Kyrgyzstan and Tajikistan 2018

Kyrgyzstan and Tajikistan 2018

Kazakhstan 2018


When I first arranged this trip last year to research human impact on water resources in the areas of the Aral Sea that lies in Kazakhstan, the schedule showed my flight from Kyzylorda to Astana (then via Almaty) as leaving in the morning.  Between then and now, the morning flight to Almaty was cancelled but a later afternoon direct flight to Astana was scheduled (but only three times per week – Tuesday, Thursday and Saturday).  Consequently, I had much of the day (unplanned) in Kyzylorda before leaving for the airport at 3:00pm to catch my 5:30pm flight.

It was probably more time than I needed to see everything worth seeing in Kyzylorda, but it allowed time for a fairly leisurely three-hour eight kilometre walk around the city.

Many parts of Kyzylorda were built during the Soviet period, and in the inner city areas, five-storey prefabricated concrete housing blocks dominate the landscape, while further out, ramshackle old individual houses that also date from Soviet times dominate.  In the inner city area, the local administration has gone to great pains to modernise the appearance of the five-storey concrete blocks, mainly by painting the facades in moderately vivid colours and decorating the streets with overhead banners that glisten in a multitude of colours under the sunlight.

The results are partially successful insofar as the streets are relieved of the grey uniformity of many former Soviet cities, although the city’s heritage is still evident in the many unrenovated buildings and tell-take signs of Soviet urban planning such as the huge overhead pipes that carry hot water to apartment blocks.

Being 1st September, today marked the first day of the new school year for Kazakhstan’s school students.  It seems to be a tradition that students attend the first day in the finest uniforms, carrying flowers or other gifts for their teacher.  It was a grand sight to see so many students looking their finest for the first day of school – boys in their trim blue suits and ties, and young girls in their dresses with white leggings and huge white puffy ribbons in their hair.

My walk took me on a long loop, first west from my hotel along Tokmaganbetov Keshisi to the Palace of Culture, and then north along Kazybek Bi Street, through the Town Park (which was mainly occupied by empty carnival rides), through Victory Park (with its eternal flame and memorials to honour the fallen in World War II) and north along Ulitsa Auyel’bekaova to the Railway Station.

Perhaps surprisingly, Kyzylorda’s Railway Station was probably the scenic highlight of my walk.  Built in a beautiful classical Russian architectural style, and immaculately maintained (at least on the exterior), the station was fronted by lavish gardens that were in flower, interspersed by seats and various sculptures – although I thought the one of the man pointing a gun at the head of a female dancer while another women played her oboe was somewhat bizarre.  The main station building also featured some beautifully maintained murals in socialist realist style, but which had obviously been toned down since Soviet times.

I returned to the hotel via the Town Square that I had visited yesterday afternoon, giving me an hour and a half to rest before leaving for the airport.  A half hour drive brought me to Kyzylorda Airport by 3:30pm, but when I entered the building, there were no check-in counters, just some rows of seats with a few people scattered among them.  I must have looked a little bewildered because a young Kazakh man with perfect English came up to me to tell me that check-in would open at 4:00pm, and it would through a small door that was presently closed.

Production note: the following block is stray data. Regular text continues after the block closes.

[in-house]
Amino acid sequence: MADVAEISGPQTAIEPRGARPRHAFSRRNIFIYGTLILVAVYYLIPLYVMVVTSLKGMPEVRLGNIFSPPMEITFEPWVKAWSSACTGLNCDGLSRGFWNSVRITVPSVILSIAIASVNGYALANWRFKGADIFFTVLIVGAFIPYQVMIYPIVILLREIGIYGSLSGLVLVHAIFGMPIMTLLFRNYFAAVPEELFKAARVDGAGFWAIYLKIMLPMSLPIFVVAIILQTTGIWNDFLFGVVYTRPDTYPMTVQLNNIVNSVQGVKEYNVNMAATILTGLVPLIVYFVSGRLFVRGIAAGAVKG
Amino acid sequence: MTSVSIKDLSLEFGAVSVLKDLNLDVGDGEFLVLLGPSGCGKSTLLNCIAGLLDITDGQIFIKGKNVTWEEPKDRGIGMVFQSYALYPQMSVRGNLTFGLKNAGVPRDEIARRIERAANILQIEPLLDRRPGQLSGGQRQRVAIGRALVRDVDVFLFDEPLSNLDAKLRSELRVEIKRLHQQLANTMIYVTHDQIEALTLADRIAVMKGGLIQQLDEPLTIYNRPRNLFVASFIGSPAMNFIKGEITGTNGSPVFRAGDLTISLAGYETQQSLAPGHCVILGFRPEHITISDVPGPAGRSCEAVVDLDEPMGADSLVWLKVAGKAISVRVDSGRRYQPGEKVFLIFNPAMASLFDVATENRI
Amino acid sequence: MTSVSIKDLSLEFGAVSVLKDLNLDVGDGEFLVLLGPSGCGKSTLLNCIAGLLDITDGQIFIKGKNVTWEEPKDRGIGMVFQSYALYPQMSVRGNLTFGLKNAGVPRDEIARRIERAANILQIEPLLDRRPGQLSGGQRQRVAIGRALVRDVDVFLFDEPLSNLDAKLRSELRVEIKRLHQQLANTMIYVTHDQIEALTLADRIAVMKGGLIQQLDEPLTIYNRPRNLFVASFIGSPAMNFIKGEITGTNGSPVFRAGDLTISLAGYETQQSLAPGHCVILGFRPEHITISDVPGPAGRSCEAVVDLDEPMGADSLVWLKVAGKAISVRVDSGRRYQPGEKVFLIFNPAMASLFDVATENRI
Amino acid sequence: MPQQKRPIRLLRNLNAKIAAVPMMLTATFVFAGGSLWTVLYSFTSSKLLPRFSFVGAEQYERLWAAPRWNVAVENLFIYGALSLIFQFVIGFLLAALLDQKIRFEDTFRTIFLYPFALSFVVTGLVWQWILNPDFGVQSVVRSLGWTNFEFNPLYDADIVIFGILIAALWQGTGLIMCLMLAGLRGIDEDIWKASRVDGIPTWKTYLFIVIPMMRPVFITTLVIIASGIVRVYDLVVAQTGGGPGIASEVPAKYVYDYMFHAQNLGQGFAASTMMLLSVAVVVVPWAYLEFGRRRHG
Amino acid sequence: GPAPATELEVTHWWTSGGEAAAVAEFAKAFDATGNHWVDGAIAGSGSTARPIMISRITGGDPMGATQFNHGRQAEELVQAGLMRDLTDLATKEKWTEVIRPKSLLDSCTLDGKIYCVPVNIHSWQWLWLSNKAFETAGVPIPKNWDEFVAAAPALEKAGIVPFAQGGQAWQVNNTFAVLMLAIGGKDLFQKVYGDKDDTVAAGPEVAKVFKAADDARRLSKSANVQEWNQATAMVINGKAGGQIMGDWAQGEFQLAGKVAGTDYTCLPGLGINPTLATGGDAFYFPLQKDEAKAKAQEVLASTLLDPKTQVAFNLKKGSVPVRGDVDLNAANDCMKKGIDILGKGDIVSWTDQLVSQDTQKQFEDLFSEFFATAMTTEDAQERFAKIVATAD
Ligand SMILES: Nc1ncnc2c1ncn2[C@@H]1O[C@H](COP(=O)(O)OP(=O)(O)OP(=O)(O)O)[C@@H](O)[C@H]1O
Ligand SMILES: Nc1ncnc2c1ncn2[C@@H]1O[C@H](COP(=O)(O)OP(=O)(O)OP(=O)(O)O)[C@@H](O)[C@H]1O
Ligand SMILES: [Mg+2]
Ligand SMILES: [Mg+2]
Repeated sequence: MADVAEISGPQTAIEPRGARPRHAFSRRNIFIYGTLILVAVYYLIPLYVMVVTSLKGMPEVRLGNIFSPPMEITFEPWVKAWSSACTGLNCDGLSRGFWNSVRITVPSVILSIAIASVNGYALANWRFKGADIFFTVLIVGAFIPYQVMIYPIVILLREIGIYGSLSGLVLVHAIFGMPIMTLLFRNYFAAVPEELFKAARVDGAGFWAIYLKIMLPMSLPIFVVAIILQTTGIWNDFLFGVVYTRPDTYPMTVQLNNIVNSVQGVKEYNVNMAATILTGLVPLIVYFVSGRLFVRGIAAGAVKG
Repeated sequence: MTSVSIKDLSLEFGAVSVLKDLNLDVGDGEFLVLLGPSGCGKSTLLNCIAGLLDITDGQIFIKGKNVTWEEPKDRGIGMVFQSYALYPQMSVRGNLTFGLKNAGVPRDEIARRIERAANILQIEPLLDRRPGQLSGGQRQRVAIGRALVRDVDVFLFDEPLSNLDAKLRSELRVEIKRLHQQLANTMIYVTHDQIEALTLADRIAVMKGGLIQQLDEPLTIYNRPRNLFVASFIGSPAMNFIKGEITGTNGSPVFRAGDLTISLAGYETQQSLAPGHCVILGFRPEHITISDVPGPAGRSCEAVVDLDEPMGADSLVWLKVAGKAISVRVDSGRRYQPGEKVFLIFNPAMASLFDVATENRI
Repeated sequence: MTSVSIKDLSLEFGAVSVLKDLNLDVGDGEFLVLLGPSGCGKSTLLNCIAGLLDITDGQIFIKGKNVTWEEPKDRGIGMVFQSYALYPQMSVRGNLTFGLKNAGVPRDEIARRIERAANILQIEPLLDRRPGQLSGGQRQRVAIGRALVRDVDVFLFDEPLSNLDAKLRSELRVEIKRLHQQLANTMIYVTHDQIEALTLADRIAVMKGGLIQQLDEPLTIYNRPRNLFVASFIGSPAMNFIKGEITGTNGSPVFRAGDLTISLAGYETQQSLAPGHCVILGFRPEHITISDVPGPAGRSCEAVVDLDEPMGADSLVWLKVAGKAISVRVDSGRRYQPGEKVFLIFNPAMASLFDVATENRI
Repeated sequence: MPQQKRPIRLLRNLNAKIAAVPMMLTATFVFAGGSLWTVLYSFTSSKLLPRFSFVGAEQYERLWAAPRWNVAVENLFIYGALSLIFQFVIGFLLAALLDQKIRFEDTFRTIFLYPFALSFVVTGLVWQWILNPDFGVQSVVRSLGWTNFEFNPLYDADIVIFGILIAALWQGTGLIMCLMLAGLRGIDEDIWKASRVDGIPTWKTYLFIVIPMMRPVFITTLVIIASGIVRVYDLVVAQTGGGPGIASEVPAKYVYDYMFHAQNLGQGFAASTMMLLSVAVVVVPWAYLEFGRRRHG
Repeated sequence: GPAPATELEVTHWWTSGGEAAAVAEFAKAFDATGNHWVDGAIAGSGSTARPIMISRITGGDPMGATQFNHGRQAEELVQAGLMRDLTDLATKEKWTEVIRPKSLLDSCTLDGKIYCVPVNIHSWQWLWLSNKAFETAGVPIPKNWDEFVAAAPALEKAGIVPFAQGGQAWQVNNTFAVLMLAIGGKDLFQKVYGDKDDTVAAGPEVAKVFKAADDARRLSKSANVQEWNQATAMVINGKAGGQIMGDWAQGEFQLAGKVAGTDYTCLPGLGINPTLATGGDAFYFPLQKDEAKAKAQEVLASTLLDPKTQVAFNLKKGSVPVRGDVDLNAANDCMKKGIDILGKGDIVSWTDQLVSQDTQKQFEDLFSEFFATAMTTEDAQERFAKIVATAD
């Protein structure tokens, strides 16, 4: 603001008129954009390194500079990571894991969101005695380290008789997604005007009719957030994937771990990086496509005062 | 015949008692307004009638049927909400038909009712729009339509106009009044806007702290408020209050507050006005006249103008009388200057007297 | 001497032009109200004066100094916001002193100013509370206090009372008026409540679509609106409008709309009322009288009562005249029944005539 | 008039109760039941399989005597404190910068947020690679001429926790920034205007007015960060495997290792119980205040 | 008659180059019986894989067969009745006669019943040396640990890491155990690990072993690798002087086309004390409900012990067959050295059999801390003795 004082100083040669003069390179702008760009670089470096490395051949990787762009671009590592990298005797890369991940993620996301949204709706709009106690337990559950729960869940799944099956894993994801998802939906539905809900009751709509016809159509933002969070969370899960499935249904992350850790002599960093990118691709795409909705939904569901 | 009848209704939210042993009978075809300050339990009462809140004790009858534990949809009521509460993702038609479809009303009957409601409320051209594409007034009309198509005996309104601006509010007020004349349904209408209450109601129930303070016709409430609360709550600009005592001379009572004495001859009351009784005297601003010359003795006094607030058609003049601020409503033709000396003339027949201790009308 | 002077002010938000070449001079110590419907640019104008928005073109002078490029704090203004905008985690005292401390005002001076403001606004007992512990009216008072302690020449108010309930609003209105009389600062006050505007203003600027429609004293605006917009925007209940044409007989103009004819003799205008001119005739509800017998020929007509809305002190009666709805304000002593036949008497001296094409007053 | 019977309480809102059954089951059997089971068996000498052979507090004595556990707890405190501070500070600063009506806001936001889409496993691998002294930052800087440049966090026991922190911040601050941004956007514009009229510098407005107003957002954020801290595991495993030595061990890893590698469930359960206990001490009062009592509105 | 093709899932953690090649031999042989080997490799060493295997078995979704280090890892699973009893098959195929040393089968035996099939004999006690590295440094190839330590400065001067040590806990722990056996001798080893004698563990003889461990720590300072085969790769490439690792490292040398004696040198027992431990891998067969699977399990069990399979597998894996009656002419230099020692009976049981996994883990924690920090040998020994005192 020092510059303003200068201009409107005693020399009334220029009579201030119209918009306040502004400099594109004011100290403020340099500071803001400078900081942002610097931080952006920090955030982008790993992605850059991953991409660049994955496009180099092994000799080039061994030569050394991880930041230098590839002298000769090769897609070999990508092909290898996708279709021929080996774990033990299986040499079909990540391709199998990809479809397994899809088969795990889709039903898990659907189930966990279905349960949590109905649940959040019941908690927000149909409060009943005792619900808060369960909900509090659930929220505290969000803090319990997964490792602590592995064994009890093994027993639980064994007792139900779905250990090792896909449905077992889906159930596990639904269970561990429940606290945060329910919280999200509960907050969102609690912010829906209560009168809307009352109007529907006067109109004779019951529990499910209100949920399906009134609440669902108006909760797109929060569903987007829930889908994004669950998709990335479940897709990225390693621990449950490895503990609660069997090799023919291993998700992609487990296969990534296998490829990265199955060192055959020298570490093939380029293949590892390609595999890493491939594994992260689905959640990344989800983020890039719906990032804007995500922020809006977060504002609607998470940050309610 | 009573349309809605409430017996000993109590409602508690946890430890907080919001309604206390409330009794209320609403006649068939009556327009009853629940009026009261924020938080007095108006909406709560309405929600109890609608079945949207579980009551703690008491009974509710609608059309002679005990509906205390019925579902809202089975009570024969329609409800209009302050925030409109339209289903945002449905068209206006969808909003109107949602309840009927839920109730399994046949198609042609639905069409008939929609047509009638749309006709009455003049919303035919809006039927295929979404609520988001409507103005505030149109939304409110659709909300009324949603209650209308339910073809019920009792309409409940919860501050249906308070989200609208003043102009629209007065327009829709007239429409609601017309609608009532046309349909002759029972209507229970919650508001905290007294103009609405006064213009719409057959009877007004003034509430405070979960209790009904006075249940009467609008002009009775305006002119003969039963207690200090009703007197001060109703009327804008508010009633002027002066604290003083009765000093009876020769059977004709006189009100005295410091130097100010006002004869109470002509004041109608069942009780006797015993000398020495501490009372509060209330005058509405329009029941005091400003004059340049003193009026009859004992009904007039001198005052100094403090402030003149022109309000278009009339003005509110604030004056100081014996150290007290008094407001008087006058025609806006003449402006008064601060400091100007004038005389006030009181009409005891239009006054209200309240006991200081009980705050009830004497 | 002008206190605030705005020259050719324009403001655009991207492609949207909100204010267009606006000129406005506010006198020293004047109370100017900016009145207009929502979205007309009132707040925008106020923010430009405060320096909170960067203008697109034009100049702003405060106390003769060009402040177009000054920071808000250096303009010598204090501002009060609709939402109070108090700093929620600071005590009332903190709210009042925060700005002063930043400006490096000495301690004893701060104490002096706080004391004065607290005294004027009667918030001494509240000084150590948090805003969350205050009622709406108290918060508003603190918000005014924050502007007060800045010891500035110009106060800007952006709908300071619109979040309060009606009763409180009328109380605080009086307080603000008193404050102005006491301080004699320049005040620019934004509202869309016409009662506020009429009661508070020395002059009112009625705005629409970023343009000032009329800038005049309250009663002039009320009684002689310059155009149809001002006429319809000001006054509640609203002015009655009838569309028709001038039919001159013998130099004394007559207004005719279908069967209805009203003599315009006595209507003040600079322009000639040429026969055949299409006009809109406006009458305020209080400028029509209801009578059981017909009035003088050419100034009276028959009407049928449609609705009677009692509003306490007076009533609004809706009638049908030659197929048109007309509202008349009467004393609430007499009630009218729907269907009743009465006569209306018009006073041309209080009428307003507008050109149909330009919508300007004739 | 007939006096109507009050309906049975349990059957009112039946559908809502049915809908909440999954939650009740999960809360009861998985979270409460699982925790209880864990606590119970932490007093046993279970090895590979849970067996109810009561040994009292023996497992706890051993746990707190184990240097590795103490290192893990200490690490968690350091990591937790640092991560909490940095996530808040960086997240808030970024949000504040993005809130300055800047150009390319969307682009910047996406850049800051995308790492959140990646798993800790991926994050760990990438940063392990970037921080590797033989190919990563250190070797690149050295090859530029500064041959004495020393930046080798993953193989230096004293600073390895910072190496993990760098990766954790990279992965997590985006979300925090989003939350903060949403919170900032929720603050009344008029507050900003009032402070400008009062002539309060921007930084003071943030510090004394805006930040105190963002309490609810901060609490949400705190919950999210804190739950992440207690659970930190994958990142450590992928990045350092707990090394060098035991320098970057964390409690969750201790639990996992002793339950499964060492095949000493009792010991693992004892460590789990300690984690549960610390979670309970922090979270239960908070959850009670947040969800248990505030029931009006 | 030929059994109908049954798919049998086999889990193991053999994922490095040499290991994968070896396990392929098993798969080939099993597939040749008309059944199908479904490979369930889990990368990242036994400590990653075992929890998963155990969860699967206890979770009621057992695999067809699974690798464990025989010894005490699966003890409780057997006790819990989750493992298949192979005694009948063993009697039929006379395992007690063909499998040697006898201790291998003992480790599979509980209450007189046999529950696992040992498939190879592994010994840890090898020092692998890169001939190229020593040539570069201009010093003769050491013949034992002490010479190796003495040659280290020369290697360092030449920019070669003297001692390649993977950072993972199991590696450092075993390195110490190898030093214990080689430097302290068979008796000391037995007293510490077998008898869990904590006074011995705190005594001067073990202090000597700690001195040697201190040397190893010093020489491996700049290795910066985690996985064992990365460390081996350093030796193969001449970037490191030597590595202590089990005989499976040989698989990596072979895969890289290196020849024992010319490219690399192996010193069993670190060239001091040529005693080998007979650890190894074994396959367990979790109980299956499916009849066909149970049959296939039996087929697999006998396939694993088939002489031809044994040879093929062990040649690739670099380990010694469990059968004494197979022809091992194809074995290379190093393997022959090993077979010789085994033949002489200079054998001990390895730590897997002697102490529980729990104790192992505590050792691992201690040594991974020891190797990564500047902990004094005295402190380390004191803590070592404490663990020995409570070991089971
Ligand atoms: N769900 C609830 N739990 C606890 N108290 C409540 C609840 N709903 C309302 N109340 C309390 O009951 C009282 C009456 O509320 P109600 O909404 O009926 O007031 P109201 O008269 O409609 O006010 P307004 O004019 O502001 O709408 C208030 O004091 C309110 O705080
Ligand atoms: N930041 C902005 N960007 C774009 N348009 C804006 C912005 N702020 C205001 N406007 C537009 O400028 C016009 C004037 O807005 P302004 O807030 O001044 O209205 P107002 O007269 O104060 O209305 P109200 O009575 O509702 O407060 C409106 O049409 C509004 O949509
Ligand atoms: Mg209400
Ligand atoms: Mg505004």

We continued to chat for the half hour, and then for another hour after check-in.  Trained at the University of Edinburgh, he works as an engineer on an offshore oil rig in the Caspian Sea and was on his way back for his next 28 day stint.  We spoke about a wide range of matters that would probably into two broad categories, world politics and environmental degradation.  It was a fascinating discussion and a great way to spend the time waiting for our flights in this scantily equipped little airport.

My flight to Astana was a fairly quick one hour and ten minutes on an Air Astana Embraer 190.  It almost looked like something from a futuristic science fiction movie as it taxied into position at Kyzylorda Airport past a row of classic Antonov An-2 biplanes that perform local and regional flights in the area.

As I have found lately, exiting from the airport was quite speedy without the need to wait for check-in luggage.  I found a taxi and negotiated the fare down from the initial 4,000 tenge to the standard 2,500 tenge that I had researched on the internet while in Kyzylorda.  Although we had no language in common, the taxi driver and I were able to communicate our backgrounds, our ages and, based on the three VERY near misses we had on our journey, the difference in driving styles in Kazakhstan and Australia.  We also made animated gestures about the weather –understandable as it was overcast, raining and just 6 degrees Celsius when I landed in Astana; quite a contrast from Kyzylorda!

Sadly, my missing luggage had not arrived as promised at my hotel when I checked in, so my first task upon reaching my room was to phone Emirates and check on progress.  It seems they had decided to reschedule my luggage to arrive on 4th September, a day and a half after I will have left.  I asked if they could send it instead to my next destination, Baku, and they will do that.  At the time of writing, I don’t have a date for its arrival in Baku.

Day 6

Kyzylorda to Astana


1 September 2018